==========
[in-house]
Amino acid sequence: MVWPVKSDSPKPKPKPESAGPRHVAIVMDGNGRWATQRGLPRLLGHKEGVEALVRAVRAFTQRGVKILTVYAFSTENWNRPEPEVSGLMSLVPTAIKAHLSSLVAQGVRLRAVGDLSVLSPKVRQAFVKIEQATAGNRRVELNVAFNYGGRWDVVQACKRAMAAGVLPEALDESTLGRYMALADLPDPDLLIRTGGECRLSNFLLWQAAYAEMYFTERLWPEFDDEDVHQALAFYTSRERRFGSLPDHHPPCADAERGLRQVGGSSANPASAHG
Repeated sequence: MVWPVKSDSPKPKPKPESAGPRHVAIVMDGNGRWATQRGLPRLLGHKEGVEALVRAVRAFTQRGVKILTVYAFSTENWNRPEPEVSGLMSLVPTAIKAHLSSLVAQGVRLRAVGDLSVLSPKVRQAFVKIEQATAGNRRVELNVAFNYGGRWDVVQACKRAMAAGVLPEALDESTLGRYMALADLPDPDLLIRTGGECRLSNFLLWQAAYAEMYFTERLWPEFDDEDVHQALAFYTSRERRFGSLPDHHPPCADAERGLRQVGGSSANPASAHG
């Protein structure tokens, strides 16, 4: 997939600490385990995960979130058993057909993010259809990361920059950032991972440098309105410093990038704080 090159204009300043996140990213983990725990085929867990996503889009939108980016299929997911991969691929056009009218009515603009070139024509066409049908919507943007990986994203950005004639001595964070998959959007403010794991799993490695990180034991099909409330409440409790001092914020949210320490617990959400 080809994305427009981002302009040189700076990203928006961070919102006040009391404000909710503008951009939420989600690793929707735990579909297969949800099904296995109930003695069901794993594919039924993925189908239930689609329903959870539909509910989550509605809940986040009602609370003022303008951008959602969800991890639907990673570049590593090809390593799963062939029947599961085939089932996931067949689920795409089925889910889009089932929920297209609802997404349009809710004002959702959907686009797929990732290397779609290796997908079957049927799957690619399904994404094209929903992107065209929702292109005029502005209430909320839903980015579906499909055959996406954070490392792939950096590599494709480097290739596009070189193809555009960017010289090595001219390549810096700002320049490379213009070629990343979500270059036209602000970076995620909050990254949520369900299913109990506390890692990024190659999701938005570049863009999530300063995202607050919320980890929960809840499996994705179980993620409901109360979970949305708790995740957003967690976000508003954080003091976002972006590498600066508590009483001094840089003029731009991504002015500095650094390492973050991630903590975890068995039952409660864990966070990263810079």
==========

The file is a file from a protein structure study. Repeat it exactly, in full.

[in-house]
Amino acid sequence: MVWPVKSDSPKPKPKPESAGPRHVAIVMDGNGRWATQRGLPRLLGHKEGVEALVRAVRAFTQRGVKILTVYAFSTENWNRPEPEVSGLMSLVPTAIKAHLSSLVAQGVRLRAVGDLSVLSPKVRQAFVKIEQATAGNRRVELNVAFNYGGRWDVVQACKRAMAAGVLPEALDESTLGRYMALADLPDPDLLIRTGGECRLSNFLLWQAAYAEMYFTERLWPEFDDEDVHQALAFYTSRERRFGSLPDHHPPCADAERGLRQVGGSSANPASAHG
Repeated sequence: MVWPVKSDSPKPKPKPESAGPRHVAIVMDGNGRWATQRGLPRLLGHKEGVEALVRAVRAFTQRGVKILTVYAFSTENWNRPEPEVSGLMSLVPTAIKAHLSSLVAQGVRLRAVGDLSVLSPKVRQAFVKIEQATAGNRRVELNVAFNYGGRWDVVQACKRAMAAGVLPEALDESTLGRYMALADLPDPDLLIRTGGECRLSNFLLWQAAYAEMYFTERLWPEFDDEDVHQALAFYTSRERRFGSLPDHHPPCADAERGLRQVGGSSANPASAHG
């Protein structure tokens, strides 16, 4: 997939600490385990995960979130058993057909993010259809990361920059950032991972440098309105410093990038704080 090159204009300043996140990213983990725990085929867990996503889009939108980016299929997911991969691929056009009218009515603009070139024509066409049908919507943007990986994203950005004639001595964070998959959007403010794991799993490695990180034991099909409330409440409790001092914020949210320490617990959400 080809994305427009981002302009040189700076990203928006961070919102006040009391404000909710503008951009939420989600690793929707735990579909297969949800099904296995109930003695069901794993594919039924993925189908239930689609329903959870539909509910989550509605809940986040009602609370003022303008951008959602969800991890639907990673570049590593090809390593799963062939029947599961085939089932996931067949689920795409089925889910889009089932929920297209609802997404349009809710004002959702959907686009797929990732290397779609290796997908079957049927799957690619399904994404094209929903992107065209929702292109005029502005209430909320839903980015579906499909055959996406954070490392792939950096590599494709480097290739596009070189193809555009960017010289090595001219390549810096700002320049490379213009070629990343979500270059036209602000970076995620909050990254949520369900299913109990506390890692990024190659999701938005570049863009999530300063995202607050919320980890929960809840499996994705179980993620409901109360979970949305708790995740957003967690976000508003954080003091976002972006590498600066508590009483001094840089003029731009991504002015500095650094390492973050991630903590975890068995039952409660864990966070990263810079």